But the problem is that you can’t operate from an empty bucket. Your family does need you. That kitchen probably would feel better being cleaned but from a healthy place you can make better and more productive decisions. Maybe it’s not you that has to clean it. Maybe it doesn’t have to be cleaned right now. Maybe you – because you value you – know that by giving yourself ME time you show up as a much happier version of yourself.

The other problem happening here is assuming you have to enjoy the SAME things. Just because they don’t like something that you really do – is not an indicator that the relationship is doomed.

It means, let’s find something else we enjoy together.

No one person (unless it’s the Savior) will be able to be all of that for you and you wouldn’t even want that. The differences add variety to your life and provide opportunities to grow and try new things or meet other people and expand your reach of connection.

My husband is banned from watching Jane Austen with me. He teases about things like, “What’s the weather? And is your family in good health?” Which were very pertinent questions back then!

But I don’t need him to like all the things I like and vice versa. We have other things we connect with. I have other friends I can nerd out on Jane Austen with. 

Stop holding people to these standards that are confining and limiting. 

Emotionally healthy people can hold space and listen and like that You like certain things without needing to be an active participant of that same thing.

That being said – emotionally healthy people hold space – that means that they give you room to be human, to grow, and to not hold it over your head when you’ve had a human moment. They don’t bring up things from 5 years ago as a part of you. They also don’t only buy you things you once liked but doesn’t fit the current you.

They hold space for you to be human. 

They are interested in your life.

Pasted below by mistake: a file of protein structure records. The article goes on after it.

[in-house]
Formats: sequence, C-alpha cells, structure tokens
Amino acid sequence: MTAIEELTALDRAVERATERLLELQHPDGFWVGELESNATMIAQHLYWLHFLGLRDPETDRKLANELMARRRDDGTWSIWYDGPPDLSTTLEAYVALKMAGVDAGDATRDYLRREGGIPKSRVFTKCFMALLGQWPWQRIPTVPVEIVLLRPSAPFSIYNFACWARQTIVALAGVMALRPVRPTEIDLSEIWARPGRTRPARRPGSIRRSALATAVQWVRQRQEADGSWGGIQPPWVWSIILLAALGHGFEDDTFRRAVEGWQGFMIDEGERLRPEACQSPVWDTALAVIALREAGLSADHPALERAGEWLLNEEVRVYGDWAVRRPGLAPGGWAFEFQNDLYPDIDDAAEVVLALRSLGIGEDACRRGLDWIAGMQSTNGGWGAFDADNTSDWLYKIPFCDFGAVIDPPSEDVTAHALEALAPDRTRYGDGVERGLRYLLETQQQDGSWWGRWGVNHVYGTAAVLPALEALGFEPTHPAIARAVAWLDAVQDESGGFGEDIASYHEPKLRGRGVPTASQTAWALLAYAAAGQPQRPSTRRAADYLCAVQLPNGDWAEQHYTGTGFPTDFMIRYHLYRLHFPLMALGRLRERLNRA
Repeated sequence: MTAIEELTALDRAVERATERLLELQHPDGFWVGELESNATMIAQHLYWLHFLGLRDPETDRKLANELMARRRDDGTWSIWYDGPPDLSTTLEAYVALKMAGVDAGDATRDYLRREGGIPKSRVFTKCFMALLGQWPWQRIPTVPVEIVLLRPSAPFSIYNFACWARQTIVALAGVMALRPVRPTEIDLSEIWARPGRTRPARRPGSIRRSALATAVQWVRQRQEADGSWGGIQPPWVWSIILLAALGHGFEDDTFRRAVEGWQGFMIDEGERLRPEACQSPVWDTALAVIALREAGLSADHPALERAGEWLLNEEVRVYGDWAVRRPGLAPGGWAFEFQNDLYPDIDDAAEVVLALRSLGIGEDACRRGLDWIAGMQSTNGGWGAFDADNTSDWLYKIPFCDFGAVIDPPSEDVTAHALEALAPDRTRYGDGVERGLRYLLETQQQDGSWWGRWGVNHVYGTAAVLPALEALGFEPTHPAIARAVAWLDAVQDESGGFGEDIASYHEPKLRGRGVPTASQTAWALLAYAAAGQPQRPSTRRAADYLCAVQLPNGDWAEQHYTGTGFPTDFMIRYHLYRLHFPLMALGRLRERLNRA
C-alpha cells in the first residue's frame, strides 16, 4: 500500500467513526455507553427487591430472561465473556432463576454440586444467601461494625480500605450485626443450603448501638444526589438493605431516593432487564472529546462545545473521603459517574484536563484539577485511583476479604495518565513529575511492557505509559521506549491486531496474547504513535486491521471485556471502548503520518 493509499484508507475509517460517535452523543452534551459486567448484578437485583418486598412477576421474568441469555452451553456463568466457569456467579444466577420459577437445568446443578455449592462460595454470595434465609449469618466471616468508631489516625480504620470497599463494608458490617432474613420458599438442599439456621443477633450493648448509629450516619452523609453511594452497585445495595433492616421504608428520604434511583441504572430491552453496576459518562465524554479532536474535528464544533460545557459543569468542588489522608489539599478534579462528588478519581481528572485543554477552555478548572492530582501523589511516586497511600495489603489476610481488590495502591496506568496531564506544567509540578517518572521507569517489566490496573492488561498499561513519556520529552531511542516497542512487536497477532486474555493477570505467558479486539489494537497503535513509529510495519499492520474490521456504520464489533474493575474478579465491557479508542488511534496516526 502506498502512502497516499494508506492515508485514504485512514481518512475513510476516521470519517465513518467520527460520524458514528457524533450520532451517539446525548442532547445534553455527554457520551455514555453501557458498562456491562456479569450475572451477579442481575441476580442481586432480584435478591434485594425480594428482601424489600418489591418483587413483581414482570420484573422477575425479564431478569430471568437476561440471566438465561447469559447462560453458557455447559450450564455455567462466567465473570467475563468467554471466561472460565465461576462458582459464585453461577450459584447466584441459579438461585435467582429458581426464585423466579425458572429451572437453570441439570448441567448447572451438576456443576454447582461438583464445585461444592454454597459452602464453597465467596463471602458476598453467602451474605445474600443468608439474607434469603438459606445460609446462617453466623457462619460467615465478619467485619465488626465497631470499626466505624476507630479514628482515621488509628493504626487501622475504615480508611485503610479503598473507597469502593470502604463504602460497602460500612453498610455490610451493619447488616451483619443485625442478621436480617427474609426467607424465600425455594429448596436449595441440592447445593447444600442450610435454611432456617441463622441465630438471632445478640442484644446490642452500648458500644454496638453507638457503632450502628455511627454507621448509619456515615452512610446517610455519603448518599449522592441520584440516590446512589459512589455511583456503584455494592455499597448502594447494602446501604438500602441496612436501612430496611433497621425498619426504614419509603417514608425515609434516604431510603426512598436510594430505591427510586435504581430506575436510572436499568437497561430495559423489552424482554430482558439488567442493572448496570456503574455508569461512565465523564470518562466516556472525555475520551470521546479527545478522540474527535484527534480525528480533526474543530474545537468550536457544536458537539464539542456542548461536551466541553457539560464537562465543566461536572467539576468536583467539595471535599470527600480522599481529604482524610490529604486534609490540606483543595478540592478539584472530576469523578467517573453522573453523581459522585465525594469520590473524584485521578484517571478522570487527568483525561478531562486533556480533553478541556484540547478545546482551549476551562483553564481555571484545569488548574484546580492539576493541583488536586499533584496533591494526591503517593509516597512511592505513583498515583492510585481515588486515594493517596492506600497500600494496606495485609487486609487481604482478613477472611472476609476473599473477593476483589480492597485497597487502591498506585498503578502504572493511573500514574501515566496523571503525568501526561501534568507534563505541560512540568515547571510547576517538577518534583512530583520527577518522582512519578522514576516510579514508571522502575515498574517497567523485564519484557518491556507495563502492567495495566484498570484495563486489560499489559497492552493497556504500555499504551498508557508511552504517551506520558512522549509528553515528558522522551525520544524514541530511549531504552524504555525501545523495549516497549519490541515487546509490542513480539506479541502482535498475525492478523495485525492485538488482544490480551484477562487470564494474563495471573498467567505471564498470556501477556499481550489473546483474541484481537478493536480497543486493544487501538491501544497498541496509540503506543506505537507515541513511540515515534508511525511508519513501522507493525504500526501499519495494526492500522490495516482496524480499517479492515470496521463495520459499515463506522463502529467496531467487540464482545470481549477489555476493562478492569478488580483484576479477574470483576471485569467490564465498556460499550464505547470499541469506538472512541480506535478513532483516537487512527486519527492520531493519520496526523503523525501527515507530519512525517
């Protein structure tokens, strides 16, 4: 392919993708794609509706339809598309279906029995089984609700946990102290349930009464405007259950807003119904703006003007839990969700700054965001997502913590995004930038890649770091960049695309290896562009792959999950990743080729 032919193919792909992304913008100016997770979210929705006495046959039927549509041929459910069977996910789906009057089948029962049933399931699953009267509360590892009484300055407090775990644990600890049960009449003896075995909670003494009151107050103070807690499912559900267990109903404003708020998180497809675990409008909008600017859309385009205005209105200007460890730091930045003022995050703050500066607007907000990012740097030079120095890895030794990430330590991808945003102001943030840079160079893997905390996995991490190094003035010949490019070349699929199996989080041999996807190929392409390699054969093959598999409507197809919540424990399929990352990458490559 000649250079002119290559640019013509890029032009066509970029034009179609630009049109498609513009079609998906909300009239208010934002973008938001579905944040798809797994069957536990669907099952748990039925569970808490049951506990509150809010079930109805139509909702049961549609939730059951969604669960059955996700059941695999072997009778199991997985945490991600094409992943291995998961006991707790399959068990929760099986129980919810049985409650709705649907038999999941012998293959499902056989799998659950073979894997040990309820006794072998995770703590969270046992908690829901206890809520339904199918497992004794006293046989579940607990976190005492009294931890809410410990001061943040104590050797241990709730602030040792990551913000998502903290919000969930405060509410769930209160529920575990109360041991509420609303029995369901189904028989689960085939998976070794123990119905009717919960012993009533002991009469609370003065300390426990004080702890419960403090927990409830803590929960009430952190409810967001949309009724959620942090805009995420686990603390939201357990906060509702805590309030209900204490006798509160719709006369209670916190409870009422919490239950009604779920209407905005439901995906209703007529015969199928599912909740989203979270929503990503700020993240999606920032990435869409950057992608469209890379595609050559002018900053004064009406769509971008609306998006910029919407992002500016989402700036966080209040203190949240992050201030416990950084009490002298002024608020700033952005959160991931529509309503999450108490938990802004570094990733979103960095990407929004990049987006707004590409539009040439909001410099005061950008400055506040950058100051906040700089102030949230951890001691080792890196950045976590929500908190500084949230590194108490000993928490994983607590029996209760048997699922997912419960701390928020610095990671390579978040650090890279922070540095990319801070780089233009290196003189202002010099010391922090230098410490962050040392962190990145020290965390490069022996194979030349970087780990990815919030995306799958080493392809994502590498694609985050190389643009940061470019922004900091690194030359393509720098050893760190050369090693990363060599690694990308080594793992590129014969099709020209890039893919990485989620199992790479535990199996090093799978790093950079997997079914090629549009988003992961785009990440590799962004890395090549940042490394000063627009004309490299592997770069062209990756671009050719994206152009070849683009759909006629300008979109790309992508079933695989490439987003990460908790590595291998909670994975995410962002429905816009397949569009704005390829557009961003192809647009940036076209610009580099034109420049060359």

They are observant of the fascinating human being that you are.

AND all of this is what you do for yourself first and foremost. And ALL of this is what you do also do for others as an emotionally healthy adult. And ALL of this is what you notice and appreciate about those people in your life.

It takes work.

It takes daily inner work.

It takes practice and effort which is why there are seemingly more emotionally unavailable people – but really, it might just be that they haven’t had the opportunity to learn different ways of being, different tools to help them navigate.

You can help here. 

You can help by being an example.

Be the change you wish to see in the world. – ghandi, right?

And remember, there isn’t a “there” you’re trying to get to – it’s about being a healthier person today than you were yesterday. 

No one achieves complete health – there’s always something to work on – some foods to incorporate or ways of being to adopt – but when we strive to give our bodies what they need and limit what they don’t – we feel better. We are more capable of doing things we once couldn’t.

It’s the same with our mental health.

Give your mind what it needs and limit what is unproductive.

Stop tolerating or allowing behaviors, conversations, patterns that are not productive for you.

Set boundaries, walk away, practice self-care and personal development.

Practice kindness and compassion for yourself as you navigate this human world and then extend that same kindness others.

Your world is full of white vans – so to speak. There are emotionally healthy and available people in your life – it’s time to ramp up the inner work to be able to see them, value them, and build a team with them.

You’ve got this friends!

Have a great week!